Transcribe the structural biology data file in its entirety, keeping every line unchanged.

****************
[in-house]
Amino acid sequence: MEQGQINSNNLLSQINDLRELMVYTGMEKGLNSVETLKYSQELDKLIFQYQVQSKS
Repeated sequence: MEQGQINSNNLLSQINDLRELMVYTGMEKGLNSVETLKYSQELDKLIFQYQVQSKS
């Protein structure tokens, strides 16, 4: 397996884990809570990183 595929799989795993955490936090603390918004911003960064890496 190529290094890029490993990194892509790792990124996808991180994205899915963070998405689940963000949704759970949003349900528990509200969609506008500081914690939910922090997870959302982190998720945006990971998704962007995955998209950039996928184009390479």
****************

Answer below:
[in-house]
Amino acid sequence: MEQGQINSNNLLSQINDLRELMVYTGMEKGLNSVETLKYSQELDKLIFQYQVQSKS
Repeated sequence: MEQGQINSNNLLSQINDLRELMVYTGMEKGLNSVETLKYSQELDKLIFQYQVQSKS
């Protein structure tokens, strides 16, 4: 397996884990809570990183 595929799989795993955490936090603390918004911003960064890496 190529290094890029490993990194892509790792990124996808991180994205899915963070998405689940963000949704759970949003349900528990509200969609506008500081914690939910922090997870959302982190998720945006990971998704962007995955998209950039996928184009390479």